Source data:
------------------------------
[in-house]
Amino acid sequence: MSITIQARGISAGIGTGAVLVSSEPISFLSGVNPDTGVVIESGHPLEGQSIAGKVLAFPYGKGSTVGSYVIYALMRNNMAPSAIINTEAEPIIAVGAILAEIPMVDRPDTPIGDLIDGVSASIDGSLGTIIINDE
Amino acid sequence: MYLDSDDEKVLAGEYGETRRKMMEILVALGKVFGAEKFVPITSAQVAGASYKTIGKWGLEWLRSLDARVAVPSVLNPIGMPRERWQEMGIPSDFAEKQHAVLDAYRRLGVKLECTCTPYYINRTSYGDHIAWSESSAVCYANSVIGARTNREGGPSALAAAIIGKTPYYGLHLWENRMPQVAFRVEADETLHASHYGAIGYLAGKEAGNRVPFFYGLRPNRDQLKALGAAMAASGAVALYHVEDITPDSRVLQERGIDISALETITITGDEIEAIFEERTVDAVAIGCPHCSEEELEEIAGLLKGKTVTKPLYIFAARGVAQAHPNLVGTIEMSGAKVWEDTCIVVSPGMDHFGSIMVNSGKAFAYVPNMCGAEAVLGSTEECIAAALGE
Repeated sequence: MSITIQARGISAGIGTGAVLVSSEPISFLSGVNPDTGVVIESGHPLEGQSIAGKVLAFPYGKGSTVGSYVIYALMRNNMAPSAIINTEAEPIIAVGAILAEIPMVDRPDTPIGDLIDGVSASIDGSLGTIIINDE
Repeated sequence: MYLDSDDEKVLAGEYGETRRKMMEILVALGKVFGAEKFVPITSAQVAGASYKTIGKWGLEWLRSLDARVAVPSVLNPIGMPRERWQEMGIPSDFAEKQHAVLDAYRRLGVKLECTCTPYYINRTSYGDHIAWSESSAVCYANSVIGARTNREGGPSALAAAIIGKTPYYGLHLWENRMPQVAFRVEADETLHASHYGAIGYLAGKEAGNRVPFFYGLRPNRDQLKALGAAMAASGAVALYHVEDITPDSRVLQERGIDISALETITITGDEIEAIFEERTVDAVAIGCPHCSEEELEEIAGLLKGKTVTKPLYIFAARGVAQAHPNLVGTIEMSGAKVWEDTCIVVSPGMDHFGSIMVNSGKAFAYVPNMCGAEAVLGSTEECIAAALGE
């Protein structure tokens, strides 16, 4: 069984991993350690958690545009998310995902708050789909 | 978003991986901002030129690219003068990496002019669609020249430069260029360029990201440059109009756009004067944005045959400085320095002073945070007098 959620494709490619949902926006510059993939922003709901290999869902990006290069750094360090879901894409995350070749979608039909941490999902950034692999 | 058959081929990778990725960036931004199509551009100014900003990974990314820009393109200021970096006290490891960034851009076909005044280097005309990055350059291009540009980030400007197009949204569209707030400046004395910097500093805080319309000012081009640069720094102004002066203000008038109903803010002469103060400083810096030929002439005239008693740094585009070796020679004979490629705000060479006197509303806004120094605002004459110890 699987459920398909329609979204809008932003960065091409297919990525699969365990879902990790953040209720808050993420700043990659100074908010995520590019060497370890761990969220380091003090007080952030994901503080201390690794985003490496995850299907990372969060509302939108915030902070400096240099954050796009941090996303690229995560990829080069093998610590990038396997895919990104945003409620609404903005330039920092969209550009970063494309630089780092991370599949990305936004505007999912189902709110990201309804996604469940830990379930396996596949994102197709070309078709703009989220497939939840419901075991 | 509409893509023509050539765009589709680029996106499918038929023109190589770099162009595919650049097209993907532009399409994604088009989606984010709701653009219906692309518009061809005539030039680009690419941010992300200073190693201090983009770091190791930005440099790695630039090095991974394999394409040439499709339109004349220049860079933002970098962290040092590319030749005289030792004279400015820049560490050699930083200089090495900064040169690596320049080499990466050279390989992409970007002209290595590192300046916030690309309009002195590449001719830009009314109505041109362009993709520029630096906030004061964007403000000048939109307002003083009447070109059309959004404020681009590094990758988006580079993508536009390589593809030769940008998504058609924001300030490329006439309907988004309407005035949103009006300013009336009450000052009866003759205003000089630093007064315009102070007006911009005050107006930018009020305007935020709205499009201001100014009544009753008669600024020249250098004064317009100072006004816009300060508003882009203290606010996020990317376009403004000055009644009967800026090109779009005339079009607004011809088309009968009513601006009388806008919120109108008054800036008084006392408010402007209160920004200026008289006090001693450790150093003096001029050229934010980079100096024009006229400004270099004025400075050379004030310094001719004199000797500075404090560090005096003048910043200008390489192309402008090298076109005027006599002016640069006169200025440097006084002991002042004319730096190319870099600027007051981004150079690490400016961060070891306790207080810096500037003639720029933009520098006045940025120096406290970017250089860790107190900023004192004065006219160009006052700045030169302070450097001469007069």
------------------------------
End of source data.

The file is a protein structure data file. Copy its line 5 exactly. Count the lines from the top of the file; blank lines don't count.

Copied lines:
Repeated sequence: MYLDSDDEKVLAGEYGETRRKMMEILVALGKVFGAEKFVPITSAQVAGASYKTIGKWGLEWLRSLDARVAVPSVLNPIGMPRERWQEMGIPSDFAEKQHAVLDAYRRLGVKLECTCTPYYINRTSYGDHIAWSESSAVCYANSVIGARTNREGGPSALAAAIIGKTPYYGLHLWENRMPQVAFRVEADETLHASHYGAIGYLAGKEAGNRVPFFYGLRPNRDQLKALGAAMAASGAVALYHVEDITPDSRVLQERGIDISALETITITGDEIEAIFEERTVDAVAIGCPHCSEEELEEIAGLLKGKTVTKPLYIFAARGVAQAHPNLVGTIEMSGAKVWEDTCIVVSPGMDHFGSIMVNSGKAFAYVPNMCGAEAVLGSTEECIAAALGE